As part of the research for the article, editor Jen Quraishi conducted a taste test of popular bottled waters using 10 tasters. The results? Volvic mineral water, Whole Foods Electrolyte Water, and unfiltered San Francisco tap came in 1-2-3, out of ten contenders.

Then, in 2011, the online current affairs Magazine Slate conducted their own blind taste-test of the four most popular bottled waters in the the United States. In their test, not only could the 11-member tasting panel easily differentiate between bottlings, they all clearly disliked tap water and there was a clear win-ner at the end of the experiment: SmartWater.

Reverse Engineering the Best-Tasting Waters

 I took a look at how each of the bottled waters that dominated these two taste tests are made and made a startling discovery. Both the Whole Foods and SmartWater brands unabashedly admit they contain nothing more than puri-fied tap water, remineralized with a blend of minerals.

Luckily for me, inquisitive internet-dwellers had already taken the liberty of contacting both Glaceau (the makers of SmartWater) and Whole Foods to as-certain their mineral formulas. Glaceau happily obliged, as did Whole Foods, though the Whole Foods rep cited a total 3000 ppm mineral content that seemed totally off. So I bought a bottle of each and checked the numbers. Here’s all the available data, combined:

Chart1

So in summary, two of the best-tasting brands of bottled water as judged in a blind tasting contained remarkably similar amounts and (probably) ratios of minerals.

And they’re easy to recreate at home, too. Here are some recipes for water. Ri-diculous? If you think so, you may want to stop this book reading here. It only gets more ridiculous.


Homemade Electrolyte (Fairy) Water
 1 L Tap Water
10 g Homemade Electrolyte Concentrate (below)
Use a reverse osmosis or ZeroWater® filter to produce zero TDS water. Distilled should work too. If in doubt, test your “0 TDS water” with a TDS meter. Add the homemade electrolyte concentrate and shake violently.
Homemade Electrolyte Concentrate
1 L Tap Water
1.50 g Magnesium Chloride
1.00 g Sodium Bicarbonate
1.00 g Calcium Chloride
Use a reverse osmosis or ZeroWater® filter to produce zero TDS water. Com-bine. The mixture will stay cloudy for a while after you add the minerals, though it should clear up in time.


Notes:
• Use this concentrate so you don’t have to measure out 10 mg of minerals at a time. That would be annoying.
• Sodium bicarbonate is nothing more than baking soda. Potassium bicar-bonate can be substituted for people who are sensitive to sodium. Potas-sium bicarbonate is available through beer and wine homebrew stores.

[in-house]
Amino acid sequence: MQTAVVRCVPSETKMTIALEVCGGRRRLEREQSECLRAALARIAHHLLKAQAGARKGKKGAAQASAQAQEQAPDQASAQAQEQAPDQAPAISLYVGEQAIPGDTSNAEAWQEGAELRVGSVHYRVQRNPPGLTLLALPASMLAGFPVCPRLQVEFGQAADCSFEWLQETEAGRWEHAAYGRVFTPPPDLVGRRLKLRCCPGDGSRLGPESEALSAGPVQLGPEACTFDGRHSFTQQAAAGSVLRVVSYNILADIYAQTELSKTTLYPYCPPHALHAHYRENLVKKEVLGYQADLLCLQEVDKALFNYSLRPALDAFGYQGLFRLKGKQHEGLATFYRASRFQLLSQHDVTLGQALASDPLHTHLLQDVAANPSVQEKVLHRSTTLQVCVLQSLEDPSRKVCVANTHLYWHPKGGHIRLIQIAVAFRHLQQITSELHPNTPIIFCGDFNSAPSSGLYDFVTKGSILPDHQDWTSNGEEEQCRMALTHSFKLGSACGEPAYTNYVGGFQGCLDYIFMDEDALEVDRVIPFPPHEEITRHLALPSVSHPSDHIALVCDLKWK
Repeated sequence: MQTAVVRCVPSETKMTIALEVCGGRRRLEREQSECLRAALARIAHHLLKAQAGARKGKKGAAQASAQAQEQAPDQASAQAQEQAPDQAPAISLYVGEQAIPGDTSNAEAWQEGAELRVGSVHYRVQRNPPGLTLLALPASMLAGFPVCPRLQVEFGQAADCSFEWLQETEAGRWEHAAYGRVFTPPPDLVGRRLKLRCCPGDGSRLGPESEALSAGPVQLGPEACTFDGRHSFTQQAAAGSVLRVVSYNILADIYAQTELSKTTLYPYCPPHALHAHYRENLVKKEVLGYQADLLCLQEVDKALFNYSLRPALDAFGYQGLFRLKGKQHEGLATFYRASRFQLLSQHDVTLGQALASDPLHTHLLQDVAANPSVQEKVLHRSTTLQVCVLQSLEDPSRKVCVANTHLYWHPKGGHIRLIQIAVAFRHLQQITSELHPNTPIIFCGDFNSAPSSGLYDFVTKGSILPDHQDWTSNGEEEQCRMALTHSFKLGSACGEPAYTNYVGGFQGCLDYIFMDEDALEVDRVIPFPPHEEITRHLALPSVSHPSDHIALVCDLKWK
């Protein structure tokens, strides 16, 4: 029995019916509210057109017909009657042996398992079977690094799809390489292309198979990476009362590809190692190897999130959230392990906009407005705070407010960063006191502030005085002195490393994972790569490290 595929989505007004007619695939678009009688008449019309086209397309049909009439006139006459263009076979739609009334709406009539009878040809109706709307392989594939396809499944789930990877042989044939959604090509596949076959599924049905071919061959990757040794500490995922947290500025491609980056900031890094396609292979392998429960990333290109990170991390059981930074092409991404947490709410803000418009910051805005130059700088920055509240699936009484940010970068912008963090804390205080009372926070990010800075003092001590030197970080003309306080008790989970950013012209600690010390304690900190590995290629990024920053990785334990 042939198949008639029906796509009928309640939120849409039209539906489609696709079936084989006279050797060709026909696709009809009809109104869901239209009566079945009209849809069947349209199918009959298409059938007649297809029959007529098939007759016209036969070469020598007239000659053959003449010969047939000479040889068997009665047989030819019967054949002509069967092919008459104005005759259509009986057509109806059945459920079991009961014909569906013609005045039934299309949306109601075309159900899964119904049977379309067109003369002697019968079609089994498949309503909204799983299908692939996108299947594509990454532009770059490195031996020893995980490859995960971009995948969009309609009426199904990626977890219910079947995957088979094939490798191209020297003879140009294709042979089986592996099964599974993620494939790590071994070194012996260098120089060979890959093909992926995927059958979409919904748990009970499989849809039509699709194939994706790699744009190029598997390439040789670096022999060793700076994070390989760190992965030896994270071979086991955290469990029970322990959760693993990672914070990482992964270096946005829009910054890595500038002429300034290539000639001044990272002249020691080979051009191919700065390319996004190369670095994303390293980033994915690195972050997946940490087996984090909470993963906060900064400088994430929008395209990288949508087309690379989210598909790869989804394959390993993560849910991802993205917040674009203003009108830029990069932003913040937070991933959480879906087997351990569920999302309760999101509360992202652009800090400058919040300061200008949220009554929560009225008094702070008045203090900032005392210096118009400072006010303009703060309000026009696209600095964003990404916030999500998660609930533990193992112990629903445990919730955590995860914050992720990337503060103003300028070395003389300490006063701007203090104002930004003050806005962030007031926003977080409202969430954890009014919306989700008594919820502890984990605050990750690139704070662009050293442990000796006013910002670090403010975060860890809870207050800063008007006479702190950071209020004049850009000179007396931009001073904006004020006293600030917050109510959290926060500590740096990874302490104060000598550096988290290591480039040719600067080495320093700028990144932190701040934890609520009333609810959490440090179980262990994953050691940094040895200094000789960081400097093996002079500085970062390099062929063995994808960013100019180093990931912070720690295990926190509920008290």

• Calcium chloride is used both for beer/winemaking and in modernist cooking. Visit retailers who specialize in those ingredients for purchasing options.
• Magnesium Chloride is available as a dietary supplement. One product I found contained 66.5 mg per 2.5 ml serving, which means you would need 5.7 mL or just over a tsp per liter of water to make Electrolyte Concentrate.
• Avoid mineral tablets, as these contain binders and anti-caking agents that can affect flavor.

 

What Makes Water Taste Good?

 With the exception of magnesium, all of the ions listed in the table above ap-pear in significant amounts in human saliva. However, our saliva’s composition doesn’t at all mirror the ratios presented here. Beyond this simple observation I can only speculate as to why this particular blend of minerals in this concentra-tion tastes especially good.

One possible explanation may lie in total dissolved solids. I found the following information on a forum post at Home-Barista.com. It quotes the Specialty Coffee Association of America’s (SCAA) Water Quality Handbook:

The test methodology was blind tasting by six tasters at the SCAA Lab in Long Beach. From page 31:


“In a tasting conducted by the Technical Standards Committee of the SCAA, coffee was brewed with different levels of TDS to determine if significant flavor differences existed and how much difference actually existed. ... The same cof-fee, grind, and brewer were used and the same standard combination of miner-als was used. The only difference was the concentration of the minerals in the brewing water. The first tasting was conducted using three water samples: one contained TDS at a level of 45 mg/L, one at 150 mg/L, and one at 450 mg/L. The coffee that was brewed with 150 mg/L water was chosen as far superior by all who judged the coffee.